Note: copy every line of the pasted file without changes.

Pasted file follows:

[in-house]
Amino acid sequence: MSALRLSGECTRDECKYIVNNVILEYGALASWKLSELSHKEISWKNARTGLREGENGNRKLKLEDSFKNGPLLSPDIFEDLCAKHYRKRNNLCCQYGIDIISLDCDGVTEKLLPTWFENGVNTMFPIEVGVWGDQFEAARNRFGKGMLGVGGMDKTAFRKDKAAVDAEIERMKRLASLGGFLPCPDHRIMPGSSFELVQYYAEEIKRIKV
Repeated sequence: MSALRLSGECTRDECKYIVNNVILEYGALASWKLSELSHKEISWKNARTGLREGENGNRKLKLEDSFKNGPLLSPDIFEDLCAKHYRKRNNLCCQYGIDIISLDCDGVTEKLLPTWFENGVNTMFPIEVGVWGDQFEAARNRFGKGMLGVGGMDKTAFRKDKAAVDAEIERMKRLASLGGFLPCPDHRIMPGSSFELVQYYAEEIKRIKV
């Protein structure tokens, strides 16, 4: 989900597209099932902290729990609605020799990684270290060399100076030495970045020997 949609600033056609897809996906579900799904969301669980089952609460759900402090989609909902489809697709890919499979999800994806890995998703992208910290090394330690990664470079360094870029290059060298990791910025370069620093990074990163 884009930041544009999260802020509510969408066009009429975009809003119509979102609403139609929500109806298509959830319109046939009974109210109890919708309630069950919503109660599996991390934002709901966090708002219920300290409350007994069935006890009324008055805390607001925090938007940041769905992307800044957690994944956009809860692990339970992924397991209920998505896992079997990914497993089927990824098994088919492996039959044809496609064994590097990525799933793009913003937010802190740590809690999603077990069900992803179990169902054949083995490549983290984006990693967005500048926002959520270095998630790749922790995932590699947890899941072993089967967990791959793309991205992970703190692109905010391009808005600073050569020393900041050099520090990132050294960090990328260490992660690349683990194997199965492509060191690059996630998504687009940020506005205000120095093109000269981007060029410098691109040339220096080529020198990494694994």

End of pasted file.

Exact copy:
[in-house]
Amino acid sequence: MSALRLSGECTRDECKYIVNNVILEYGALASWKLSELSHKEISWKNARTGLREGENGNRKLKLEDSFKNGPLLSPDIFEDLCAKHYRKRNNLCCQYGIDIISLDCDGVTEKLLPTWFENGVNTMFPIEVGVWGDQFEAARNRFGKGMLGVGGMDKTAFRKDKAAVDAEIERMKRLASLGGFLPCPDHRIMPGSSFELVQYYAEEIKRIKV
Repeated sequence: MSALRLSGECTRDECKYIVNNVILEYGALASWKLSELSHKEISWKNARTGLREGENGNRKLKLEDSFKNGPLLSPDIFEDLCAKHYRKRNNLCCQYGIDIISLDCDGVTEKLLPTWFENGVNTMFPIEVGVWGDQFEAARNRFGKGMLGVGGMDKTAFRKDKAAVDAEIERMKRLASLGGFLPCPDHRIMPGSSFELVQYYAEEIKRIKV
């Protein structure tokens, strides 16, 4: 989900597209099932902290729990609605020799990684270290060399100076030495970045020997 949609600033056609897809996906579900799904969301669980089952609460759900402090989609909902489809697709890919499979999800994806890995998703992208910290090394330690990664470079360094870029290059060298990791910025370069620093990074990163 884009930041544009999260802020509510969408066009009429975009809003119509979102609403139609929500109806298509959830319109046939009974109210109890919708309630069950919503109660599996991390934002709901966090708002219920300290409350007994069935006890009324008055805390607001925090938007940041769905992307800044957690994944956009809860692990339970992924397991209920998505896992079997990914497993089927990824098994088919492996039959044809496609064994590097990525799933793009913003937010802190740590809690999603077990069900992803179990169902054949083995490549983290984006990693967005500048926002959520270095998630790749922790995932590699947890899941072993089967967990791959793309991205992970703190692109905010391009808005600073050569020393900041050099520090990132050294960090990328260490992660690349683990194997199965492509060191690059996630998504687009940020506005205000120095093109000269981007060029410098691109040339220096080529020198990494694994």